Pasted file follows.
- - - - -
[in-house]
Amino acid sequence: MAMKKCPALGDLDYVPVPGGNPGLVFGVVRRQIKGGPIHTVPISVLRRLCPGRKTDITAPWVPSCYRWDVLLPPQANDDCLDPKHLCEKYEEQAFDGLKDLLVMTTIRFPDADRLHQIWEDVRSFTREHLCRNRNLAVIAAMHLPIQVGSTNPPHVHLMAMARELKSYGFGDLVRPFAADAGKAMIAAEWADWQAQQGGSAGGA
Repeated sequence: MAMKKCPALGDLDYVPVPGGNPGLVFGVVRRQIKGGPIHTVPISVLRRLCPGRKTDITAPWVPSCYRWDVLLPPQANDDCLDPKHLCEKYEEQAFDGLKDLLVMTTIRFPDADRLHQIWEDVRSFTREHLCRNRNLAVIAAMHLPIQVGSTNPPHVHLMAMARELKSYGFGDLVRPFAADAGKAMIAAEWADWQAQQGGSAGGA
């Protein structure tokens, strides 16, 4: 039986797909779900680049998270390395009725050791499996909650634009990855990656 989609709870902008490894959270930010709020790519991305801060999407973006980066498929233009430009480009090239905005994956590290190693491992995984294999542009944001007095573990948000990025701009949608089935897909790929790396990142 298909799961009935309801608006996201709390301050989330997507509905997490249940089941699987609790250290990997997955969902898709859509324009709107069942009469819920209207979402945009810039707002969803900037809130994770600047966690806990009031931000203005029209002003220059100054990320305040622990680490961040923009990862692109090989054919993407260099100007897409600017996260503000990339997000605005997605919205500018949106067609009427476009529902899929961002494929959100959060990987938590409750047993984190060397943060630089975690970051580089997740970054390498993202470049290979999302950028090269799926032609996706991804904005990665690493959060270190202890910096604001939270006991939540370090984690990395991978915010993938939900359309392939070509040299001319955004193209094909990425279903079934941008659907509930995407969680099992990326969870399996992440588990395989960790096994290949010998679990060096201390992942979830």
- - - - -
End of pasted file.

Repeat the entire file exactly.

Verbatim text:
[in-house]
Amino acid sequence: MAMKKCPALGDLDYVPVPGGNPGLVFGVVRRQIKGGPIHTVPISVLRRLCPGRKTDITAPWVPSCYRWDVLLPPQANDDCLDPKHLCEKYEEQAFDGLKDLLVMTTIRFPDADRLHQIWEDVRSFTREHLCRNRNLAVIAAMHLPIQVGSTNPPHVHLMAMARELKSYGFGDLVRPFAADAGKAMIAAEWADWQAQQGGSAGGA
Repeated sequence: MAMKKCPALGDLDYVPVPGGNPGLVFGVVRRQIKGGPIHTVPISVLRRLCPGRKTDITAPWVPSCYRWDVLLPPQANDDCLDPKHLCEKYEEQAFDGLKDLLVMTTIRFPDADRLHQIWEDVRSFTREHLCRNRNLAVIAAMHLPIQVGSTNPPHVHLMAMARELKSYGFGDLVRPFAADAGKAMIAAEWADWQAQQGGSAGGA
């Protein structure tokens, strides 16, 4: 039986797909779900680049998270390395009725050791499996909650634009990855990656 989609709870902008490894959270930010709020790519991305801060999407973006980066498929233009430009480009090239905005994956590290190693491992995984294999542009944001007095573990948000990025701009949608089935897909790929790396990142 298909799961009935309801608006996201709390301050989330997507509905997490249940089941699987609790250290990997997955969902898709859509324009709107069942009469819920209207979402945009810039707002969803900037809130994770600047966690806990009031931000203005029209002003220059100054990320305040622990680490961040923009990862692109090989054919993407260099100007897409600017996260503000990339997000605005997605919205500018949106067609009427476009529902899929961002494929959100959060990987938590409750047993984190060397943060630089975690970051580089997740970054390498993202470049290979999302950028090269799926032609996706991804904005990665690493959060270190202890910096604001939270006991939540370090984690990395991978915010993938939900359309392939070509040299001319955004193209094909990425279903079934941008659907509930995407969680099992990326969870399996992440588990395989960790096994290949010998679990060096201390992942979830």